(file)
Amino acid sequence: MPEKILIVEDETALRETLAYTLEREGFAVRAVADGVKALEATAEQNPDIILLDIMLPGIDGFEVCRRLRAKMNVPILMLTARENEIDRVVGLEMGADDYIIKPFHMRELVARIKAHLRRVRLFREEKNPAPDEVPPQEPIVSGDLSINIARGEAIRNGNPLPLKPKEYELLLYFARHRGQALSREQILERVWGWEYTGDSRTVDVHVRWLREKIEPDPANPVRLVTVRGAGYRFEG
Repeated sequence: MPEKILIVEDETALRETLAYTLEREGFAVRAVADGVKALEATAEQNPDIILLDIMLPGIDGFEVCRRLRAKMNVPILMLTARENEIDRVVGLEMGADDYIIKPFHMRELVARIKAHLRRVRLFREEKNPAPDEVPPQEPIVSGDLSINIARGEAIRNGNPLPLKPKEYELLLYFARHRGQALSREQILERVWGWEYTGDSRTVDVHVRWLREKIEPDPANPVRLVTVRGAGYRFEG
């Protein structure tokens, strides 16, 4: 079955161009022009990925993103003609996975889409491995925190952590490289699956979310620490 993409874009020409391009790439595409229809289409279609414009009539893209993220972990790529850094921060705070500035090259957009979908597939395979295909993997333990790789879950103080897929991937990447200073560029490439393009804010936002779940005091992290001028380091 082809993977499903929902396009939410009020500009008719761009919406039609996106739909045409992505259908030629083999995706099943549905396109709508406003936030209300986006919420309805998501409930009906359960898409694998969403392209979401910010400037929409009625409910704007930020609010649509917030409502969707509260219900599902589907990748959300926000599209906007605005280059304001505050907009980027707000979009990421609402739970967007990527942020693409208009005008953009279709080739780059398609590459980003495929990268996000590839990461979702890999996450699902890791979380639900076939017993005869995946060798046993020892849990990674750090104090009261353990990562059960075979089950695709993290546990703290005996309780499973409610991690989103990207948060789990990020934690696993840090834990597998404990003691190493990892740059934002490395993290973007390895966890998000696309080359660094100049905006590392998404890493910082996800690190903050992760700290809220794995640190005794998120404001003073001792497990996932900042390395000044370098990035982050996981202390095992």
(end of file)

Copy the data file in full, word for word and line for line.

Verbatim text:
Amino acid sequence: MPEKILIVEDETALRETLAYTLEREGFAVRAVADGVKALEATAEQNPDIILLDIMLPGIDGFEVCRRLRAKMNVPILMLTARENEIDRVVGLEMGADDYIIKPFHMRELVARIKAHLRRVRLFREEKNPAPDEVPPQEPIVSGDLSINIARGEAIRNGNPLPLKPKEYELLLYFARHRGQALSREQILERVWGWEYTGDSRTVDVHVRWLREKIEPDPANPVRLVTVRGAGYRFEG
Repeated sequence: MPEKILIVEDETALRETLAYTLEREGFAVRAVADGVKALEATAEQNPDIILLDIMLPGIDGFEVCRRLRAKMNVPILMLTARENEIDRVVGLEMGADDYIIKPFHMRELVARIKAHLRRVRLFREEKNPAPDEVPPQEPIVSGDLSINIARGEAIRNGNPLPLKPKEYELLLYFARHRGQALSREQILERVWGWEYTGDSRTVDVHVRWLREKIEPDPANPVRLVTVRGAGYRFEG
């Protein structure tokens, strides 16, 4: 079955161009022009990925993103003609996975889409491995925190952590490289699956979310620490 993409874009020409391009790439595409229809289409279609414009009539893209993220972990790529850094921060705070500035090259957009979908597939395979295909993997333990790789879950103080897929991937990447200073560029490439393009804010936002779940005091992290001028380091 082809993977499903929902396009939410009020500009008719761009919406039609996106739909045409992505259908030629083999995706099943549905396109709508406003936030209300986006919420309805998501409930009906359960898409694998969403392209979401910010400037929409009625409910704007930020609010649509917030409502969707509260219900599902589907990748959300926000599209906007605005280059304001505050907009980027707000979009990421609402739970967007990527942020693409208009005008953009279709080739780059398609590459980003495929990268996000590839990461979702890999996450699902890791979380639900076939017993005869995946060798046993020892849990990674750090104090009261353990990562059960075979089950695709993290546990703290005996309780499973409610991690989103990207948060789990990020934690696993840090834990597998404990003691190493990892740059934002490395993290973007390895966890998000696309080359660094100049905006590392998404890493910082996800690190903050992760700290809220794995640190005794998120404001003073001792497990996932900042390395000044370098990035982050996981202390095992």